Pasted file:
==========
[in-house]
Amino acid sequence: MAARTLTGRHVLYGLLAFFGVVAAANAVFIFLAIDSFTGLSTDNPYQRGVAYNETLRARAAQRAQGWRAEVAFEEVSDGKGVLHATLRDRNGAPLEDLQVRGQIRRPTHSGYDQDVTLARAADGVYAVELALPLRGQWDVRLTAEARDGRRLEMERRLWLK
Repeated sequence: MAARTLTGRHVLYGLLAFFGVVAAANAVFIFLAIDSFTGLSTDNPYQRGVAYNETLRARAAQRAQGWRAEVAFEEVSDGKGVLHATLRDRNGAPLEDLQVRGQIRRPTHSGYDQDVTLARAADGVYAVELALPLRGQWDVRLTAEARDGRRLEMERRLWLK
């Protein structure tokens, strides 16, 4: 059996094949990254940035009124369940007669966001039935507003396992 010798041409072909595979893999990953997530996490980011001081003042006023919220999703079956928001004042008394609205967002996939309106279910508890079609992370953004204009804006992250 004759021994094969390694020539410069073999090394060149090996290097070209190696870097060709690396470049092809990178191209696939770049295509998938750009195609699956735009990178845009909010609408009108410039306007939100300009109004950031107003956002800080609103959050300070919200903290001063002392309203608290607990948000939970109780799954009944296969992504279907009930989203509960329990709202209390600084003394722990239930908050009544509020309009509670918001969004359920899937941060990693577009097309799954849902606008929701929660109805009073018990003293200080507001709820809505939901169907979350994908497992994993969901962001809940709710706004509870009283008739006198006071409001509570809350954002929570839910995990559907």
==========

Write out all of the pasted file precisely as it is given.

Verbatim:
[in-house]
Amino acid sequence: MAARTLTGRHVLYGLLAFFGVVAAANAVFIFLAIDSFTGLSTDNPYQRGVAYNETLRARAAQRAQGWRAEVAFEEVSDGKGVLHATLRDRNGAPLEDLQVRGQIRRPTHSGYDQDVTLARAADGVYAVELALPLRGQWDVRLTAEARDGRRLEMERRLWLK
Repeated sequence: MAARTLTGRHVLYGLLAFFGVVAAANAVFIFLAIDSFTGLSTDNPYQRGVAYNETLRARAAQRAQGWRAEVAFEEVSDGKGVLHATLRDRNGAPLEDLQVRGQIRRPTHSGYDQDVTLARAADGVYAVELALPLRGQWDVRLTAEARDGRRLEMERRLWLK
């Protein structure tokens, strides 16, 4: 059996094949990254940035009124369940007669966001039935507003396992 010798041409072909595979893999990953997530996490980011001081003042006023919220999703079956928001004042008394609205967002996939309106279910508890079609992370953004204009804006992250 004759021994094969390694020539410069073999090394060149090996290097070209190696870097060709690396470049092809990178191209696939770049295509998938750009195609699956735009990178845009909010609408009108410039306007939100300009109004950031107003956002800080609103959050300070919200903290001063002392309203608290607990948000939970109780799954009944296969992504279907009930989203509960329990709202209390600084003394722990239930908050009544509020309009509670918001969004359920899937941060990693577009097309799954849902606008929701929660109805009073018990003293200080507001709820809505939901169907979350994908497992994993969901962001809940709710706004509870009283008739006198006071409001509570809350954002929570839910995990559907």